Oatmeal Rules

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Most mornings, I make myself a big, bracing bowl of oatmeal for breakfast because, as a former exercise instructor advised, no matter what else you do during the day, oatmeal for breakfast makes you think you’re taking care of yourself.

I’ve perfected the recipe:  one-half cup old-fashioned oats, 1 teas. brown sugar, soymilk, dried or fresh fruit, and several generous shavings of fresh nutmeg.  I cook it for two minutes in the microwave and then let it sit so those little oats expand and it gets a chewy texture that’s somehow silky as well.  Yesterday, I thought I’d go wild and add some cinnamon so I absently reached towards the “C” spices (yes, they’re alphabetized), grabbed the big container and gave a decisive shake into the bowl.  The “cinnamon” had a peculiar red tint that was my first clue that I’d grabbed the chili powder and not the cinnamon.  But, being the adventurous eater I flatter myself I am, I thought I’d try it – skimmed off most of the spicy stuff that was floating on the milk, left some of the chili powder, cooked it, let it sit, and then tasted.  I like chocolate with pepper and I thought this might succeed by the same principal of heat and sweet.  I was wrong.  Fortunately, the distinctive granules of chili powder were easy to avoid.  I ate my oatmeal.  I started my day right.

We believe that food accidents can have positive outcomes as in the Reese’s Cup commercial that had us believe that someone fell into a jar of peanut butter while holding a chocolate bar and the Reese’s Cup was born.  Or, that breaking the rules of cooking can turn out to be good, i.e., the peanut butter, cheddar cheese, brown mustard and alfalfa sprouts on whole wheat sandwich that is so delicious.  But in this Great Oatmeal Experiment, I created a new rule from my negative outcome: “Hot spice in a sweet dish for breakfast confuses and shocks –not in a good way- a sleepy palate.”

There’s no doubt that rules can make life, especially, breakfast, easier.  My grandfather whom we called “Nani” a very spiritual and loving man with a mischievous twinkle in his eye, was a big believer that there was black and there was white – a premise that probably kept him and his siblings grounded when his mother, a widow, left Italy with them when Nani was four years-old, to start a new life in the United States.  You got the feeling that Nani had earned the right to be rigid because my guess is that he had broken more than a few rules in his time and, quite possibly, learned that rules were important when everything else was topsy-turvy.   His after-dinner pontificating, especially as the 1960’s unfolded and many Really Big Rules were being challenged (for example, “You can only sleep with one person at a time and only if you’re married to that person,”) was the stuff of family legend.  The day he brought his fist down soundly on the table, rattling the dishes that remained of our meal, and yelled, “Those people who say swearing is acceptable are full of bullshit!!” was a day that made me love him even more than I had before.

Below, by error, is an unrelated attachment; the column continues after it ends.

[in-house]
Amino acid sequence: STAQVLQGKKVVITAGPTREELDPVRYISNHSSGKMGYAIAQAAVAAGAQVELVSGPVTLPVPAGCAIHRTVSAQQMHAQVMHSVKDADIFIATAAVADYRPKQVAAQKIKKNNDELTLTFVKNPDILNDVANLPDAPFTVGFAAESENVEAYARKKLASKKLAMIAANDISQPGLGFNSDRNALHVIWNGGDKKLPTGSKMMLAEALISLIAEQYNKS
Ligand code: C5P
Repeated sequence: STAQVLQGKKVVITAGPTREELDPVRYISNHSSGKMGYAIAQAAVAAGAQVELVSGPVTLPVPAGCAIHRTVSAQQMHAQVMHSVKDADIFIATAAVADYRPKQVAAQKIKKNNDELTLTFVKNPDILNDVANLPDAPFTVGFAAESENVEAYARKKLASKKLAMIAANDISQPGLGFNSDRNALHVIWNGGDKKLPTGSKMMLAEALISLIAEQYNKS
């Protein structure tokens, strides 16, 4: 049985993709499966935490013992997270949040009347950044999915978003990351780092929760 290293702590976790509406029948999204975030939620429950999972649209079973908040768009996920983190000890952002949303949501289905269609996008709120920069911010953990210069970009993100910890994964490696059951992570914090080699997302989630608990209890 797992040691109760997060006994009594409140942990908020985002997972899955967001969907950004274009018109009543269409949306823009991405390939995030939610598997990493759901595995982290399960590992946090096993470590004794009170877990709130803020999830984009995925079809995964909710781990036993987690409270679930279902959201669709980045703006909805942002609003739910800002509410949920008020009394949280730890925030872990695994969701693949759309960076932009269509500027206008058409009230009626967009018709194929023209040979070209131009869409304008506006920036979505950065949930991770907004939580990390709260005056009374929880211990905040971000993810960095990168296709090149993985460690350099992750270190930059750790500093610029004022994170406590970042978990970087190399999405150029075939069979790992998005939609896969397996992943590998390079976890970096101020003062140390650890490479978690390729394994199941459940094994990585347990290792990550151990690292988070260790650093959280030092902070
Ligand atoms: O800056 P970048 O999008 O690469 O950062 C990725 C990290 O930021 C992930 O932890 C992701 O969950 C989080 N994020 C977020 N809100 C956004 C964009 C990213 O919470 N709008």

But there’s also no doubt that there’s room for creative thinking, coloring outside the lines, thinking outside the box, whatever you want to call it.  We wouldn’t even know the word “impressionist” if that group of painters had followed the rules.  The same can be said of the poets Emily Dickinson and e.e. cummings who turned punctuation on its head, or the composer Phillip Glass whose compositions are challenging to the ear, the intellect, and the emotions.  We give artists a break on breaking the rules.

John Irving’s novel Cider House Rules examines this idea and concludes that, not only do rules sometimes need to be broken, but it’s the individual’s duty to discern which rules have meaning for his or her life.

The newspaper is replete with stories that reflect conflict about rules.  Are high school, college, and professional athletes exempt from rules? Haven’t civilized societies concluded that men have no right to take advantage of women – just because they can? Is it okay to call someone names if you’re a member of Congress? Is it okay to show disrespect for the President of the United States?  I’ve always been happy that I grew up in a generation that allowed for personal freedoms, for an individual’s right to interpret the rules, but I fear we’ve gone way…way overboard and that our culture may drown in its own ego because, of course, this kind of personal rule-breaking is, at its base, ego-driven, i.e., I know/feel/see better than everyone else, so I get to make up my own boundaries, no matter how it affects others – as opposed to reflective, conscientious rule decisions, based on who you know yourself to be and how you can co-exist in society.

There was one recent news story, however, that gives me hope.  According to The Huffington Post, two gay men were holding hands as they waited in line at a food truck in the Short North neighborhood of Columbus (yeah, Ohio!!) when someone started yelling at them to “cut your gay shit out.” Not only did the people in line stand up for the gay couple, the food truck workers refused to serve the bigoted man: http://www.huffingtonpost.com/joel-diaz/lgbt-tolerance_b_2397363.html.

In this case, the rules would appear to be changing for the better – a small yet poignant victory.

As for the rest of the world – sigh – watch out for the chili powder in your oatmeal.

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About janeblackie

One me is, outwardly, moving - on a bike, in yoga, cooking, eating, writing. The other me is, outwardly, still - in yoga, reading, writing, dreaming, creating ways to pass on what I've learned. I'm humbled when, inside, the moving and stillness converge.
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